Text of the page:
Friday, September 21, 2012


The wonderful exhibition Portrait of Spain: Masterpieces from the Prado,
continues in our lovely QAG.
While photography of the paintings is rightly forbidden,
there are some large reproductions set along the glass atrium at the gallery entrance.

Looking over the courtyard, you can just see the shapes of yellow tables and chairs in the dappled sunlight,
which beautifully tone with an elegant Still Life with Fruits and Vegetables.
Painted by Juan van der Hamen in 1625, with a typical Spanish dark background,  a gathering of apricots and plums in a wicker basket, with a squash to one side and cucumbers and aubergines to the other -
elegant and restrained, and stunningly effective.
The scene is bathed in a golden light undimmed by the fact the painting is nearly 400 years old!
There is a whole room of these gorgeous still-lifes in the exhibition...

Another view of the courtyard, looking across the waterfalls and ponds, to the outdoor cafe under a tree.
And a detail from one of the many religious paintings:
 The Assumption of Mary Magdalene, 1670, by Jose Antolinez.
Look at the pretty colouring in this work.

A large section of the exhibition is devoted to the monarchs of Spain, and life at court.
This detail is from Don Tiburcio de Redin y Cruzat, 1635, attributed to Juan Andres Rizi.
The lace collar is richly decorated and fabulously painted, as is the rest of his outfit, fitting for the Field Marshal and General who fought in various Spanish conflicts.

Let us not forget Francisco de Goya, up there with Picasso as one of Spain's most famous artists.
Here a detail from The Pottery Vendor, 1778, a very large work which was a cartoon for the creation of a large wall tapestry.  Goya was of course a great social commentator, and the complete painting is rich with detail of various social types and metaphors.  Here see the rich lady in her coach, both unattainable to those outside and imprisoned in her own wealthy world.
And so it goes...

I have been in hospital the last few days, having tests.
All were good and clear, which is very reassuring.
Except for one thing:  they looked in my brain and said there is nothing there ....


Adios Amigos!



  1. Ha, Ha!!! Reminds me of the old "there's nothing right in my left brain, and nothing left in my right brain" - glad everything was OK...

    1. Hi Judith, welcome to my blog. I haven't heard your version of this joke - I'll use this one now!
      PS the doc really said that, which made me laugh.

  2. Yep, old joke that one, I'm glad all is well.

    1. Thanks Valerie - I need to do some therapeutic sewing now I am back home.

  3. So glad all the tests went well. Doctors do say the funniest things. One of my best friends is a doctor and he is just as clueless at home.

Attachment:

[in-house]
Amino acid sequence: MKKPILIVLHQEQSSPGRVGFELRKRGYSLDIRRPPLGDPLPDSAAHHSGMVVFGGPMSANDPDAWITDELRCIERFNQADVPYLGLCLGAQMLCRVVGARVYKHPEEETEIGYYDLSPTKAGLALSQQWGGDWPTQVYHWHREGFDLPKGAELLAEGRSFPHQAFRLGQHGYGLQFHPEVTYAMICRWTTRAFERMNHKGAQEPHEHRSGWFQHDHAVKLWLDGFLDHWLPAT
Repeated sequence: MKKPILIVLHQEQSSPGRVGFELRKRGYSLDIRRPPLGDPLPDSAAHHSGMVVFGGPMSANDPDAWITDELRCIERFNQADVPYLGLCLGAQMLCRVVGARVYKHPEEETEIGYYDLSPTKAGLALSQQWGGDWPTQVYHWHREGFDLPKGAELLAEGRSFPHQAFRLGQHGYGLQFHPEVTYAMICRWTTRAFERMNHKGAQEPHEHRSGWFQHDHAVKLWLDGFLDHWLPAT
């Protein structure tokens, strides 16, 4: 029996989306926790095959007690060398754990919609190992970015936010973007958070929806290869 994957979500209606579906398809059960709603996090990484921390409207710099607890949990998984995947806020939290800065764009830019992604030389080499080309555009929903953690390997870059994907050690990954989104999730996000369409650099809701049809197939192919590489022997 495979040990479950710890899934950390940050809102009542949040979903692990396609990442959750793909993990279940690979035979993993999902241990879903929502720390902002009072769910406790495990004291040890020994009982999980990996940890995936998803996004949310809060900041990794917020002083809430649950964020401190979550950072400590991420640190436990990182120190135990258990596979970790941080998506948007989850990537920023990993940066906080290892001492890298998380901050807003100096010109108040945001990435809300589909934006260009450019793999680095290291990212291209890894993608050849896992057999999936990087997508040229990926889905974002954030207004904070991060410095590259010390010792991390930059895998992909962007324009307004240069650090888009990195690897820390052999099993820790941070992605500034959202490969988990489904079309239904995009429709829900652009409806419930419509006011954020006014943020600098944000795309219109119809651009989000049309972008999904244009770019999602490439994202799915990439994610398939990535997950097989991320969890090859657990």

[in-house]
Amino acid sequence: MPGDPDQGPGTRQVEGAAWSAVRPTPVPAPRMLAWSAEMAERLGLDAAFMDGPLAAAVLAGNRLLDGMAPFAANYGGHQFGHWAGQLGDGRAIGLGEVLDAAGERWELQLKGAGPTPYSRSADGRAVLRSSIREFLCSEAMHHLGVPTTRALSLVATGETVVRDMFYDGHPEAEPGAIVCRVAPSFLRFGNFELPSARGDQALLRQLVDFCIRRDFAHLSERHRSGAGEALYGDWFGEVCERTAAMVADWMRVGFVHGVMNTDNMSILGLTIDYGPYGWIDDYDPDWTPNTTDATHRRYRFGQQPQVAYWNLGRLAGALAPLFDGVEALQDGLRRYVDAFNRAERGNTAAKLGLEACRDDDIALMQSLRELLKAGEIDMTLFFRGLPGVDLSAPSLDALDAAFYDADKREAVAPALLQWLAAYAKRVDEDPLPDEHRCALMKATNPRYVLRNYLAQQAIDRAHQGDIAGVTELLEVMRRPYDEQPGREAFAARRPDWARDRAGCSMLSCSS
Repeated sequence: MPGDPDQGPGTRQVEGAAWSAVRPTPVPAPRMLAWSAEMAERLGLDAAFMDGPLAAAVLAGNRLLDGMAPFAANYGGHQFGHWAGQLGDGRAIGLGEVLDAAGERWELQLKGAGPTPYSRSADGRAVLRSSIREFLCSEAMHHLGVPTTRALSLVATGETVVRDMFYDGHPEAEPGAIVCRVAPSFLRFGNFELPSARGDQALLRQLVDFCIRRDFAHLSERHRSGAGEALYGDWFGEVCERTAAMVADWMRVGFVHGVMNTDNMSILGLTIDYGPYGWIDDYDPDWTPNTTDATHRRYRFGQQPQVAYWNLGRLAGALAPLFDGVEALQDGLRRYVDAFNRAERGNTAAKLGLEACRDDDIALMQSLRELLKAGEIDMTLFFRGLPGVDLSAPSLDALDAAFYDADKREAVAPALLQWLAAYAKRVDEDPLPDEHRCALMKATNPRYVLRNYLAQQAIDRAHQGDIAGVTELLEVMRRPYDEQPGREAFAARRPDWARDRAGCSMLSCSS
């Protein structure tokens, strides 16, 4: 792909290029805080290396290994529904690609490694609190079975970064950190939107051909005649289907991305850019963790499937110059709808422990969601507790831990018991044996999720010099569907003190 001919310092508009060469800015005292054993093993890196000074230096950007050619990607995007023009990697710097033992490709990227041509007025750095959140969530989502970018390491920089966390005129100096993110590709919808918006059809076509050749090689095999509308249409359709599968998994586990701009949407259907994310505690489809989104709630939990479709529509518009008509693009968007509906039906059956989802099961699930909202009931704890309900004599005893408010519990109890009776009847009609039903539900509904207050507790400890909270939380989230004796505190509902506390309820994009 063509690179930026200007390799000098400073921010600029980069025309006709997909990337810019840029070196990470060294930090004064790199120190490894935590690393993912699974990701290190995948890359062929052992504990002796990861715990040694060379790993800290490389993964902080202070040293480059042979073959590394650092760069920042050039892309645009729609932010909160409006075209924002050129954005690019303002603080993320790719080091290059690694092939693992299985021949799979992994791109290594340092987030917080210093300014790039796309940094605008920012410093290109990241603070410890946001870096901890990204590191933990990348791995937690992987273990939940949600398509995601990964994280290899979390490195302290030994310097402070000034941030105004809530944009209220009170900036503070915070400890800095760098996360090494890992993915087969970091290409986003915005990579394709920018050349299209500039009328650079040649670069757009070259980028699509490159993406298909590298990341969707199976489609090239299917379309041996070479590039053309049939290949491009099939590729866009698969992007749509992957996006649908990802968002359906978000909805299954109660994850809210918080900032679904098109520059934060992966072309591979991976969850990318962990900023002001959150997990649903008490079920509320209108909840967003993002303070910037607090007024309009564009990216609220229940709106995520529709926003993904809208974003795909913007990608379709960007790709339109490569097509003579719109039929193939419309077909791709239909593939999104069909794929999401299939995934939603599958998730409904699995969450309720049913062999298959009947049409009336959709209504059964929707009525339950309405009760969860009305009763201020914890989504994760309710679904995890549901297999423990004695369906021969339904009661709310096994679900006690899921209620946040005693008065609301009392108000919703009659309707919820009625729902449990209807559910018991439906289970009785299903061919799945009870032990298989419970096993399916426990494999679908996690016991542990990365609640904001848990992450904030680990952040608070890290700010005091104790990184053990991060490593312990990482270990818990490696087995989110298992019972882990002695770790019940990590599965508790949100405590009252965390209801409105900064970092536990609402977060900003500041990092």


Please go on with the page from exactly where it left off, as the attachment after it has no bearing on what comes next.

The grounds of your museum are wonderful. I am a fan of yellow and those tables and chairs make me want to grab a flight and come and sit there. And see those paintings in person. I went to an exhibition of Goya's ivory miniatures in London and was just stunned. What a master!

    1. Fellow yellow-lover Beryl, I would happily take a selection of that yellow furniture home to sit on my deck! Goya ivory miniatures sound amazing - I have not heard about those. There is a whole room of his etchings in the exhibition which is very popular.

  4. Sounds and looks like a wonderful exhibition. I would jump at the chance to attend! Glad your test results were good!

    1. We love it when famous world art travels to us in the antipodes, Sulky! Thanks to modern aircraft and methods of transportation. The exhibition is attracting large crowds, of course.

  5. Buonos tarde Patricia..
    Join the clan.. My brain at the moment , seems to be stagnant.): The extreme heat is bowling us all over.
    It hasn't rained here since may.
    This is a wonderful post. You have edited it so well and your photos are great.
    The El Prado is one of the world's finest museums and holds some of the worlds greatest painters. When I visited, i bought copies of some of the paintings. They are framed and on my old farm house wall.
    happy weekend.
    very very pleased for you, that all is clear. Thank our dear lord.
    val xxxx

    1. Hello Val, glad you like my post. The other day I found a book my parents bought at the Prado in the 1970s, and in it are photos of many paintings which are currently visiting us. I was so excited! Clearly, we have a selection of some of their paintings which are very highly regarded. We don't have Las Meninas, (that would be impossible) but we have Philip IV in hunting garb, which hangs next to it. My parents brought me a large copy of a Goya, which hung in our house until a couple of years ago, by which time it had discoloured and was all blue! Lovely that you have several in your farm house. Hasn't rained here since June - nearly as bad as Portugal!! Happy Sunday, xxxx

  6. When you commented on my blog and remarked you had been away for a few days I expected you were enjoying a little holiday Not in hospital undergoing tests!
    I am very happy to learn everything is AOK! It's nice when doctors have a sense of humour.

    1. Not exactly a holiday, Annie :) It was a very busy time. It is reassuring when you know some bits of you are in good working order! xx

  7. I am so happy to hear about your test results. Well done!
    Whoever got the idea of placing the pieces of art on display on the glass atrium, deserves ten stars. Brilliant.
    I bet having them out there in the open will attract people, who normally wouldn´t, to finally enter the exhibition!

    1. Thanks Mette, onwards and upwards for me now!
      Ten stars indeed, for the design of this exhibition. The walls opposite the glass are painted a bright Spanish red which looks fantastic.

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